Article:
How to Read a Credit Report

Your credit score — good or bad — is an important figure, but it’s not the only aspect of your credit report that matters. Beyond that, your credit report provides a window into your financial status, through which lenders can look for information on who you are, how many accounts you have open or closed, and more. This information allows them to make a decision about whether you qualify for a loan or line of credit.

What’s Shown on Your Credit Report?

When you check your credit report, you’ll see a lot of different sections that outline items like your personal information, your credit accounts, and more. Here’s a quick breakdown of each of those sections and the kinds of information they provide:

  • Personal Information: Your credit report will likely display your name, address, phone number, date of birth, and social security number.
  • Employment History: You may find this in the personal information section. Your employment history is there to help verify your identity and give lenders an idea of whether you have a steady income.
  • Consumer Statements: If you’ve submitted any statements to a credit bureau, such as a dispute over an account that was never resolved, it’ll show up in this section.
  • Credit Account Information: Here, you’ll find the details regarding your open and closed accounts. This includes the dates on which they were opened/closed, your payment history, current balance, your status on the loan (current, delinquent, etc.), and your credit utilization.
  • Public Records: Your public records can include tax liens, civil judgements against you, bankruptcies, and foreclosures.
  • Inquiries: If you apply for a line of credit or a loan, the lender will perform a hard inquiry on your credit report. Hard inquiries ding your credit score temporarily, so it’s important to ensure they’re kept at a minimum.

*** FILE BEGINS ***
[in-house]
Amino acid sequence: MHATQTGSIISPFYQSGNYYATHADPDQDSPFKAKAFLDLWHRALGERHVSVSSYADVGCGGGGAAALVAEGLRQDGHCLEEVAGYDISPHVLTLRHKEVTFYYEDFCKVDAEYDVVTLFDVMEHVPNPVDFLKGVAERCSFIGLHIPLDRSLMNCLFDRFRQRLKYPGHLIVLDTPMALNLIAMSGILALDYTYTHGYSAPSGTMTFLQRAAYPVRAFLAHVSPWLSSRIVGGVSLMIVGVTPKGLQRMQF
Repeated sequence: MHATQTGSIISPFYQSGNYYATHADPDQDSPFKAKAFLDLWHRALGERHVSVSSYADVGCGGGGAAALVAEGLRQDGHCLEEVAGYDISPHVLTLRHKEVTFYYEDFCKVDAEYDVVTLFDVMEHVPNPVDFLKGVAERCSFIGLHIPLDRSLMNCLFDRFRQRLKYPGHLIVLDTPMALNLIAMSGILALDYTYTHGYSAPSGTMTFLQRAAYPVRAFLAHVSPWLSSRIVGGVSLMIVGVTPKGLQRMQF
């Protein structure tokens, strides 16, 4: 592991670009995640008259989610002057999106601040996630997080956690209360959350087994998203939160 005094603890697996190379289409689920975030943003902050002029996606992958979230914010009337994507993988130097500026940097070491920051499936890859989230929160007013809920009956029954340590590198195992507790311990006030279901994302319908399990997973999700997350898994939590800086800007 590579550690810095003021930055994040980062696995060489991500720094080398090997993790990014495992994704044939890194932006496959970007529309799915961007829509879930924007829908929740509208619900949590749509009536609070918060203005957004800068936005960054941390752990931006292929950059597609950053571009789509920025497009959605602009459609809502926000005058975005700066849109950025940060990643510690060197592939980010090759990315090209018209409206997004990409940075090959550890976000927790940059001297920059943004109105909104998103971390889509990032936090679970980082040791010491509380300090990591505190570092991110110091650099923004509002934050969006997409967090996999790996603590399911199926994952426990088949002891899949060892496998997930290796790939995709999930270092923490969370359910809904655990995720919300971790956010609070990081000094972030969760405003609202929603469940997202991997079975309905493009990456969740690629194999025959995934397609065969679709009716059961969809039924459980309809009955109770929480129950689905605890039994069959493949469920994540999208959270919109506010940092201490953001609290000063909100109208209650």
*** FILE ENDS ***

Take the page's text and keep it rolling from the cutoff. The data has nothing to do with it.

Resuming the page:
If you notice incorrect information in any of the sections listed above, it’s important to file a dispute right away. If, for example, an account that you paid off is still showing up as open and with a balance months later, it could impact you later when you apply for an auto loan or a new credit card.

How to Get Your Credit Report

You’re entitled to one free annual credit report from each of the three major credit reporting bureaus: Equifax, TransUnion, and Experian. So, that’s three free credit reports a year, which is all most people need to keep tabs on their credit information and stay up-to-date. You can request a credit report once every four months, and you’ll have a picture of your credit report throughout the year.

Get More Credit Tips for from Public Service Credit Union

Do you have more questions about how to read a credit report? Contact us at Public Service Credit Union, where we can not only help you find a credit union in Michigan, but also help you make choices that’ll help elevate your credit. While you’re here, be sure to check out our list of five common credit-building myths, so you can avoid mistakes others have made!

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